HD and CEES are alkylating agents that deplete GSH, which enhances lipid peroxidation and ROS generation, causing damage to lipids, proteins, and nucleic acids and eventually leading to toxic responses (Kehe and Szinicz, 2005; Paromov et al., 2007; Ruff and Dillman, 2007; Black et al., 2010). CEES-caused mitochondrial oxidative damage and altered mitochondrial membrane potential are also reported in lung, liver, and other tissues, further indicating a role of oxidative stress in CEES-caused toxicity (Jafari, 2007; Gould et al., 2009; Black et al., 2010). Therefore, supplementing GSH or its precursors, including NAC, could help minimize this oxidative stress and reduce HD/CEES-caused toxicity, although its associated mechanism and defined biological systems are not well known (Amir et al., 1998; Atkins et al., 2000; Han et al., 2004; Arfsten et al., 2007; Paromov et al., 2007, 2008). The protective role of extracellular GSH is highlighted in a study using the macrophage monocyte cell line J774 as well as in the mitotically active SVK 14 keratinocyte cell line (Smith et al., 1997; Amir et al., 1998). Using the biomarker we recently established in JB6 and HaCaT cells (Tewari-Singh et al., 2010), our present study demonstrates both the protective and therapeutic efficacy of GSH in attenuating CEES-caused cytotoxic responses; however, the protective efficacy was greater than its rescue potential in terms of DNA synthesis and cell cycle progression parameters. Our results also show that exogenous GSH given before CEES exposure could avert CEES-induced GSH depletion and hence could diminish oxidative stress, which is, in part, responsible for CEES-caused DNA damage that leads to the observed decrease in DNA synthesis and cell cycle arrest. However, the addition of GSH after CEES exposure, which possibly has already induced oxidative stress and DNA damage, could not effectively reverse these toxic effects of CEES.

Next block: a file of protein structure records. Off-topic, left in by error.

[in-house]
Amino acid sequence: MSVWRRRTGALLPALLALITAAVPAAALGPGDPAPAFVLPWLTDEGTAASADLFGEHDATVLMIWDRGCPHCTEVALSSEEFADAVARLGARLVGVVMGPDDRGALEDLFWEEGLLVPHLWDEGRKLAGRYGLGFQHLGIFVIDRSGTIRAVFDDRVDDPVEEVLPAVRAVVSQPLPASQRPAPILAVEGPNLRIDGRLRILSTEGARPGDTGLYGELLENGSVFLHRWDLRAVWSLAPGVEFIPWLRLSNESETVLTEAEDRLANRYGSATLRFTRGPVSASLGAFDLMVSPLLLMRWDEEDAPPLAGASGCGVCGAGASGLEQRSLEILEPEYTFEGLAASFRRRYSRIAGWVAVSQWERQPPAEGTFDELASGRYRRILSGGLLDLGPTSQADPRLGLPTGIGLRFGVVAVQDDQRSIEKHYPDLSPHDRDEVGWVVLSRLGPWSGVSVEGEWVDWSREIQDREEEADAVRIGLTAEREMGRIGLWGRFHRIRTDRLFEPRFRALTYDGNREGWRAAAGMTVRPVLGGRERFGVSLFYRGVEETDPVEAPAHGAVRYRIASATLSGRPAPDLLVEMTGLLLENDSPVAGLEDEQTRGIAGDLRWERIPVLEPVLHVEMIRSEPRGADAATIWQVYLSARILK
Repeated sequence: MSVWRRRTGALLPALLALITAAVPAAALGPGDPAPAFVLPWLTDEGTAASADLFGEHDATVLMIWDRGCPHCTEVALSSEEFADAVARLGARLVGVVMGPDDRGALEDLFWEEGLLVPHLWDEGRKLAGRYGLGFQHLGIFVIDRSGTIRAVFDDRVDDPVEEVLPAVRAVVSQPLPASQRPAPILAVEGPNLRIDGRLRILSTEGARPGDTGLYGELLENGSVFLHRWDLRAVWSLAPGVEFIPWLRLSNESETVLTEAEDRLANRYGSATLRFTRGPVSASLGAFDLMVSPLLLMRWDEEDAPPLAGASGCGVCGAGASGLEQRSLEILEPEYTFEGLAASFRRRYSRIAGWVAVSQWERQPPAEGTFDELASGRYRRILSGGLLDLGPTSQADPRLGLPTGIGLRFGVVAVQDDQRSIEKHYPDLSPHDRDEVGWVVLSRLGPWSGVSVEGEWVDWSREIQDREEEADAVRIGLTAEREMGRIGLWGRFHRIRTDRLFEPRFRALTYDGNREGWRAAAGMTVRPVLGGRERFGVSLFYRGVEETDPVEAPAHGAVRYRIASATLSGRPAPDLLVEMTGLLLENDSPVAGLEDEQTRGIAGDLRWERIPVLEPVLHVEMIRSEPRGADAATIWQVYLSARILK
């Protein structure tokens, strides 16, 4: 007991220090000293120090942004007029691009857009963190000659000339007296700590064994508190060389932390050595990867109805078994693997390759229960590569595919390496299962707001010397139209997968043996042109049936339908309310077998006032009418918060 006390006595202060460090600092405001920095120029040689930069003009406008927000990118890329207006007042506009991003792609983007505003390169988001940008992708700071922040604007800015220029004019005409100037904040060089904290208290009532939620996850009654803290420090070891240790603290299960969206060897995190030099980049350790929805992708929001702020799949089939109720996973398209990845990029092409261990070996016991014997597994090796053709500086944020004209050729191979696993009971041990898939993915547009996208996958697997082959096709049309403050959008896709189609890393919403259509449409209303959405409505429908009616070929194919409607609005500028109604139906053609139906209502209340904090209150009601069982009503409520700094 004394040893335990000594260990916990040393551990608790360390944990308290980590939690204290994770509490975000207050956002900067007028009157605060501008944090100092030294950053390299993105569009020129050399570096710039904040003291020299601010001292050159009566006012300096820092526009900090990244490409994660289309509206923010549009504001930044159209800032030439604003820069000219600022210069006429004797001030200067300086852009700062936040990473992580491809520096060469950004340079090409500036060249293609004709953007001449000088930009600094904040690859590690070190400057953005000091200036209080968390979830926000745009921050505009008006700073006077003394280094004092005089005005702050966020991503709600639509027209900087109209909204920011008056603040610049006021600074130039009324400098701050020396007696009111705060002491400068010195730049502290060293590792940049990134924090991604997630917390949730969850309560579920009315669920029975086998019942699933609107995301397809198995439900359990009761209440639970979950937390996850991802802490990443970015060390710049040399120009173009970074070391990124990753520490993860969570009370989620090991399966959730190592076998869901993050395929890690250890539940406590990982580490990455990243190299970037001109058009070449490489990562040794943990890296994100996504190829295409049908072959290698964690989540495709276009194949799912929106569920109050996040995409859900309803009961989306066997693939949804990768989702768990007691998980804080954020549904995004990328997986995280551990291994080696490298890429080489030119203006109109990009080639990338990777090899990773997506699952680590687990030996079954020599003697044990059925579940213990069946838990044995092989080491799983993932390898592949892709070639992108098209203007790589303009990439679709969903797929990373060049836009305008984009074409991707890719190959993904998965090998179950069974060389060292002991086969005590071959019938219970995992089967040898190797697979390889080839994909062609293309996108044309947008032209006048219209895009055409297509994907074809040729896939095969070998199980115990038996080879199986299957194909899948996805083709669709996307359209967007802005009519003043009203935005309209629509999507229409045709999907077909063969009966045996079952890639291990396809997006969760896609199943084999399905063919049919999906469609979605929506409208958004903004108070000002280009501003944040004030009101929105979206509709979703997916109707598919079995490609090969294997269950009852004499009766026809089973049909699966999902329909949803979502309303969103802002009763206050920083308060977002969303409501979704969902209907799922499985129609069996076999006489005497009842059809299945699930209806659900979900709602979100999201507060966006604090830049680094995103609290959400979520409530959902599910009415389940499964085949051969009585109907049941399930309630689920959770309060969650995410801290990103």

The protection and reversal in CEES-caused cell viability by exogenous GSH could also be due in part to the involvement lipid peroxidation and/or protein damage reported previously in CEES-caused skin toxicity (Pal et al., 2009). Another mechanism by which extracellular GSH could protect the cells from CEES-induced damage is its possible extracellular conjugation with CEES, preventing CEES from entering the cell and causing its toxic effects (Salmen et al., 2005). Although the protective effects of 10 and 50 mM NAC have been shown in lipopolysaccharide-stimulated macrophages and endothelial cells (Atkins et al., 2000; Paromov et al., 2008), respectively, we observed both the protective and therapeutic effects of NAC at a 50 mM concentration against CEES-caused decrease in cell viability. The efficacy of NAC in ameliorating CEES-caused toxicity was stronger than that of GSH in HaCaT cells, which could be due to better uptake of GSH in JB6 cells compared with HaCaT cells as observed in this study, even though the GSH levels in control JB6 cells were lower than those in HaCaT cells. Important also is our observation that NAC treatments before or after CEES exposure caused a strong reversal in CEES-caused cytotoxicity; however, the CEES-caused decrease in intracellular GSH levels was reversed only with pretreatment of NAC, and post-treatment was not effective. This finding suggests that the protective effect of NAC against CEES-caused toxicity occurs in part through an increase in GSH levels, and the other mechanisms could be related to its activity as a strong ROS scavenger; NAC is also known to act via the nuclear factor-κB pathway and inhibit prostaglandin synthesis apart from being a GSH precursor (Atkins et al., 2000; Arfsten et al., 2007). CEES-induced depletion of GSH and generation of ROS have been shown in human lymphocytes that induce cell death and in human skin cells where treatment with GSH-depleting agent BSO showed an increased toxicity to HD (Han et al., 2004; Simpson and Lindsay, 2005). In the present study, we also observed that BSO pretreatment to both the skin epidermal cells caused an increase in CEES-caused toxicity. We also observed that CEES exposure depletes cellular GSH levels and that GSH supplementation results in its elevated intracellular levels both in cell culture and mouse skin, further strengthening the role of GSH in CEES-caused skin injury.